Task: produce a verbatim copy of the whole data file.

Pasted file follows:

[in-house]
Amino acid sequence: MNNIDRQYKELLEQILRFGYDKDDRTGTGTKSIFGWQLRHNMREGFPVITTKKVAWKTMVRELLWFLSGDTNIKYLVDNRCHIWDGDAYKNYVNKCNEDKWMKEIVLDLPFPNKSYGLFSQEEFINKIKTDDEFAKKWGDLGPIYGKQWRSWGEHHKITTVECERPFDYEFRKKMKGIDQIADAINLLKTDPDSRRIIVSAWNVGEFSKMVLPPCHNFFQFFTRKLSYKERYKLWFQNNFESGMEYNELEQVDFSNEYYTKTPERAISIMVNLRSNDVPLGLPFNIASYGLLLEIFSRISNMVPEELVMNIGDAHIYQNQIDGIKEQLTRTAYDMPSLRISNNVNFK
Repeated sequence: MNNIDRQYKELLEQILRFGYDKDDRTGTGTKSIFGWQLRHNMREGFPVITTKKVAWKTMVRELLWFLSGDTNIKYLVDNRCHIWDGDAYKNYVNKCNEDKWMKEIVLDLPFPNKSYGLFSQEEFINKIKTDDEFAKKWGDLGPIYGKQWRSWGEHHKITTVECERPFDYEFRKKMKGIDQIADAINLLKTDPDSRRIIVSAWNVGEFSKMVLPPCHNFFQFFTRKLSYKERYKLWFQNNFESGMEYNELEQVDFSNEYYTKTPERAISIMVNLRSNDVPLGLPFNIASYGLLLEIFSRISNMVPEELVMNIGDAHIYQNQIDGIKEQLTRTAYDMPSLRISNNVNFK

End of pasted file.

[in-house]
Amino acid sequence: MNNIDRQYKELLEQILRFGYDKDDRTGTGTKSIFGWQLRHNMREGFPVITTKKVAWKTMVRELLWFLSGDTNIKYLVDNRCHIWDGDAYKNYVNKCNEDKWMKEIVLDLPFPNKSYGLFSQEEFINKIKTDDEFAKKWGDLGPIYGKQWRSWGEHHKITTVECERPFDYEFRKKMKGIDQIADAINLLKTDPDSRRIIVSAWNVGEFSKMVLPPCHNFFQFFTRKLSYKERYKLWFQNNFESGMEYNELEQVDFSNEYYTKTPERAISIMVNLRSNDVPLGLPFNIASYGLLLEIFSRISNMVPEELVMNIGDAHIYQNQIDGIKEQLTRTAYDMPSLRISNNVNFK
Repeated sequence: MNNIDRQYKELLEQILRFGYDKDDRTGTGTKSIFGWQLRHNMREGFPVITTKKVAWKTMVRELLWFLSGDTNIKYLVDNRCHIWDGDAYKNYVNKCNEDKWMKEIVLDLPFPNKSYGLFSQEEFINKIKTDDEFAKKWGDLGPIYGKQWRSWGEHHKITTVECERPFDYEFRKKMKGIDQIADAINLLKTDPDSRRIIVSAWNVGEFSKMVLPPCHNFFQFFTRKLSYKERYKLWFQNNFESGMEYNELEQVDFSNEYYTKTPERAISIMVNLRSNDVPLGLPFNIASYGLLLEIFSRISNMVPEELVMNIGDAHIYQNQIDGIKEQLTRTAYDMPSLRISNNVNFK